Please continue to pray for us and I will try and keep you updated.
God bless

Thursday 22nd Nov

Arrived safely in Bujumbura yesterday. Now rested and ready to face a busy 2 weeks. I will try and check email from time to time and can now be called direct on +257 79 312015. (dial 0844 497 0505 for 5p per min.) Please feel free to call at any time.  Look forward to hearing from you.
 Au revoir pour le mement .

Thelma spoke to Ian and reports:

Ian is fine and was still in the internet café when I rang so was surprised to hear from someone so soon!   Climate is similar to Kampala.   Time difference is only 2 hours ahead.   He answered the phone in French!   Re language, he says he can understand enough to not be lost as there are similarities to Swahili and other languages.   English is not spoken, however.   He thinks the team will understand more than he does, and of course Silver will understand it all when he arrives.   Everything is organised and he is preparing to speak at a church tonight so will discover what sort of translation is required or if he has to attempt French. 

Saturday 10th November

Yesterday's retreat was great.
    We booked a minibus and all met at KBC at 10am to head to Nabinoonya beach near Entebbe. For our morning session we used Thelma's greetings and notes for a Bible study and I also quoted a few recent emails as an encouragement to the team
     We then ate a huge picnic before Paul Kato (ACET Uganda) came and gave a useful talk on personal spiritual growth and development. This was mostly discussion and challenging to all of us.
    The rest of the afternoon was time to relax, swim, chat, play football etc. We got back to KBC well fed and happy at about 6pm. This will be followed up this week by a team newsletter outlining future work so that the volunteers can plan their time better.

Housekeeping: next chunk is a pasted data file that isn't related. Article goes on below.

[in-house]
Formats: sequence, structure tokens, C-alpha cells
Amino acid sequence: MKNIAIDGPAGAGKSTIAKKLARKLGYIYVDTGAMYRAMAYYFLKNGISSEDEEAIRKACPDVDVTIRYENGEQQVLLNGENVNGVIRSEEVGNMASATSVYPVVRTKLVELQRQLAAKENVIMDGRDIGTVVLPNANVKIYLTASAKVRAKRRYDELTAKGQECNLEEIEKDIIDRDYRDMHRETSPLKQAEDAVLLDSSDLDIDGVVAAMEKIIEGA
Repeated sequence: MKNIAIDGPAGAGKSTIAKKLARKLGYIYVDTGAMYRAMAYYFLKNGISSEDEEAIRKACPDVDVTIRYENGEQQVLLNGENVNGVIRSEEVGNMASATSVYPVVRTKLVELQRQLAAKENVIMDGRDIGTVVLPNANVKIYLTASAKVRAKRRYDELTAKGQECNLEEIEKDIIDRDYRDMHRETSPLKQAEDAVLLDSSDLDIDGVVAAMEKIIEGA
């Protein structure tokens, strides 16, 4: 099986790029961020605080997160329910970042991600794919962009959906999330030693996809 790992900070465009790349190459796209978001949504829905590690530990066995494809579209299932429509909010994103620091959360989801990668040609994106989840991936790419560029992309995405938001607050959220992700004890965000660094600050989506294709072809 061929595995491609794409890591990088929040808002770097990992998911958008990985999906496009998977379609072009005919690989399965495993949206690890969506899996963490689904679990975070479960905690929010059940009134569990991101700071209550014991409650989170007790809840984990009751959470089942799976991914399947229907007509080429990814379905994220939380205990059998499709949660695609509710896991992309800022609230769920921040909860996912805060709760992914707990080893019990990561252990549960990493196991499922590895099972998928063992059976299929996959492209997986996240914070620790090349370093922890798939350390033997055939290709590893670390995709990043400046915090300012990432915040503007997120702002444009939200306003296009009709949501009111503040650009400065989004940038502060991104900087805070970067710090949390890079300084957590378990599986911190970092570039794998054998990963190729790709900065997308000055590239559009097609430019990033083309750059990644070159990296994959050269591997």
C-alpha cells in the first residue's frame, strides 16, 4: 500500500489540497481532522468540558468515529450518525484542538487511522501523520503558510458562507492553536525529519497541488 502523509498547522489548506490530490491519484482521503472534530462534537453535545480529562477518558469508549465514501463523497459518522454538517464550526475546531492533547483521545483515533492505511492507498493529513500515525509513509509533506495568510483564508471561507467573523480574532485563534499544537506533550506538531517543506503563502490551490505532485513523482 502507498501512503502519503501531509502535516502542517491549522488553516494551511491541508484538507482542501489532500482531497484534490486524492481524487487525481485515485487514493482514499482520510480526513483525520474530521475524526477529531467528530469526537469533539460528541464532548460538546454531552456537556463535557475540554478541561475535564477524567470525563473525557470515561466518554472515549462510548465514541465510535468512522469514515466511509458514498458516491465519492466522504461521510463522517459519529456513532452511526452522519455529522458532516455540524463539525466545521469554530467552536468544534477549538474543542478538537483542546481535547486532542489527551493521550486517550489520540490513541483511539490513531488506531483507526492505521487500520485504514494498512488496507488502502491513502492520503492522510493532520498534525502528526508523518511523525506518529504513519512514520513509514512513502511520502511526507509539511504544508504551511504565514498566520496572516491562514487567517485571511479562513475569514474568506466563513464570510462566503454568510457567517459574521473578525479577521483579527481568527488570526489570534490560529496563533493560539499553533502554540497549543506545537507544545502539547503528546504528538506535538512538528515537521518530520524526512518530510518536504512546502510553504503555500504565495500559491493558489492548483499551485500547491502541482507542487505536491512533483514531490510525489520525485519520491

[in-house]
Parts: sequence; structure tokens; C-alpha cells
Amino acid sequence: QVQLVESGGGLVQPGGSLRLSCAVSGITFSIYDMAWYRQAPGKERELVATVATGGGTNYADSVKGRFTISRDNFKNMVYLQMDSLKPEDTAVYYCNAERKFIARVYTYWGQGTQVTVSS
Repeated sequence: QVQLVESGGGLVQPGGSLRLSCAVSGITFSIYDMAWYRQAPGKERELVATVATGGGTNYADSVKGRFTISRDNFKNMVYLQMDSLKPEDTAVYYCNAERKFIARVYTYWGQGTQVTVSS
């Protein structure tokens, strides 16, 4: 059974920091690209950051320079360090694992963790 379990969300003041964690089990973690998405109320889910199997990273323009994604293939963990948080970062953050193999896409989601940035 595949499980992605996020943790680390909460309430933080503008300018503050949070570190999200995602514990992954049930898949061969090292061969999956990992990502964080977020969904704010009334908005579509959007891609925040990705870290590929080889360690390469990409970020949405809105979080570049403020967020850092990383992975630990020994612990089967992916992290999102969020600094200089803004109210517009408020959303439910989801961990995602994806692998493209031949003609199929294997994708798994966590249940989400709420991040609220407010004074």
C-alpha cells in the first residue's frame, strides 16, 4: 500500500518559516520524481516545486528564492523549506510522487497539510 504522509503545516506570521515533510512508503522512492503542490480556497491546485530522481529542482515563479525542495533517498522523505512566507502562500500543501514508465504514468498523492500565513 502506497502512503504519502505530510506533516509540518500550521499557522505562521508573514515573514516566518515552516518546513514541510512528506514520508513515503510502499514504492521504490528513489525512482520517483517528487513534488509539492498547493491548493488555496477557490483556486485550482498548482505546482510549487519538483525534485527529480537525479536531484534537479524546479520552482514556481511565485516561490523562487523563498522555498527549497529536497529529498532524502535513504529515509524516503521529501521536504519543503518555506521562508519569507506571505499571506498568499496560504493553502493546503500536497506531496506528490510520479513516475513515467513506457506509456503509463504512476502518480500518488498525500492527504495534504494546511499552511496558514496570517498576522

7th November - Burundi plans:

Ian has sent us the draft Burundi programme for our prayers.   He will be spending longer in Burundi than the rest of the team to enable him to have time to build relationships as well as fulfil a busy work schedule.   His workload while there is developing almost daily.  He has been booked to preach 3 times, meet numerous Pastors, discuss with children's workers about Viva network starting in Bujumbura, plus arrange the discipleship training that the advance team will do and the Worship event.     He writes as follows:

"My plan is to travel to Kigali, Rwanda on 20th November, spend the night there and then proceed to Bujumbura on 21st arriving by lunch time. This would give me all day Thursday (preaching Thursday evening somewhere), Friday and Saturday before the advance team arrives on Saturday night - 24th November. Sunday morning I am preaching twice in Florent's church then the discipleship training begins Sunday afternoon. This continues Monday to Thursday but just in the afternoons.  Florent wants to take us to different school Christian fellowships at lunchtimes so I am expecting the days to be quite full. The rest of VOW will arrive Thursday evening - 29th November and will have a full day for rehearsal and meeting with their Burundi counterparts on the Friday. Saturday will be a day to finish preparations and hopefully relax a bit before the Worship event in the evening. Sunday I am anticipating VOW being invited to participate in Church services etc and relax on the lake beach in the afternoon. All the team except me will then leave and travel straight back to Kampala on the Monday ( 3rd Dec). I plan to stay on for about 2 extra days before I head home to tie up any loose ends.


The Wedding

On 27th October Collin and Lynette were married. Click here to see more about the big day.

15th October 2007.

It is 5 busy weeks since I wrote the last update. During that time so much has happened including 2 weeks away in Kenya and the house has been re-shaped so that Collin and Lynette have a home after they are married. (Wedding day 27th October 2007)
Most of you will also have been following the news of floods in Uganda. Here in Kampala we have not had flooding but have endured very heavy rain and too much mud. This slows everything down, especially development of the campsite. The rains are still continuing at present but we hope will reduce soon so that we can catch up on this work.

Thank you for your support, both in prayer and financial gifts. We really appreciate your partnership in this work. It has also been good to hear back from many of you who have been reading these reports and logging on to the website. Please keep on writing to us. It is very encouraging.